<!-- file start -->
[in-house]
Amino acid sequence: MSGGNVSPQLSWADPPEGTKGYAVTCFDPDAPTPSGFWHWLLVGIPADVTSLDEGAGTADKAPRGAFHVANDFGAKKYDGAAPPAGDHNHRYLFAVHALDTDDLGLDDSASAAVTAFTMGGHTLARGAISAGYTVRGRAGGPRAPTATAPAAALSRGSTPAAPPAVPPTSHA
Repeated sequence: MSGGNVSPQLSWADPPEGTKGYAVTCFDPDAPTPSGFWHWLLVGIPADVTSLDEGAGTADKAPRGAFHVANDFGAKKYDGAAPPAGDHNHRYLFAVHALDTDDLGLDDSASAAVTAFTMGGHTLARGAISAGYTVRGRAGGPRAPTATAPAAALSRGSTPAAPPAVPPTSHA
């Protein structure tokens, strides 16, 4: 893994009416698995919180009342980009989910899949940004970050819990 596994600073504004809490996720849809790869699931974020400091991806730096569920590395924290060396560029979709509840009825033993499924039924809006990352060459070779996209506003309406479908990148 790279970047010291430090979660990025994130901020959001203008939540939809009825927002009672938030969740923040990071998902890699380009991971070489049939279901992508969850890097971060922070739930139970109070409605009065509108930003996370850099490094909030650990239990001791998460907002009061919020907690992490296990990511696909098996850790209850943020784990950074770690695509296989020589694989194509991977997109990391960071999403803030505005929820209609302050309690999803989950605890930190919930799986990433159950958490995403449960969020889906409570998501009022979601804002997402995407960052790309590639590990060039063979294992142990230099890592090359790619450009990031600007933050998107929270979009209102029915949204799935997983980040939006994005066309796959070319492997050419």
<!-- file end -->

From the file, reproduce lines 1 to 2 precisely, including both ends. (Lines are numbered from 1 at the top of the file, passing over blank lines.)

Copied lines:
[in-house]
Amino acid sequence: MSGGNVSPQLSWADPPEGTKGYAVTCFDPDAPTPSGFWHWLLVGIPADVTSLDEGAGTADKAPRGAFHVANDFGAKKYDGAAPPAGDHNHRYLFAVHALDTDDLGLDDSASAAVTAFTMGGHTLARGAISAGYTVRGRAGGPRAPTATAPAAALSRGSTPAAPPAVPPTSHA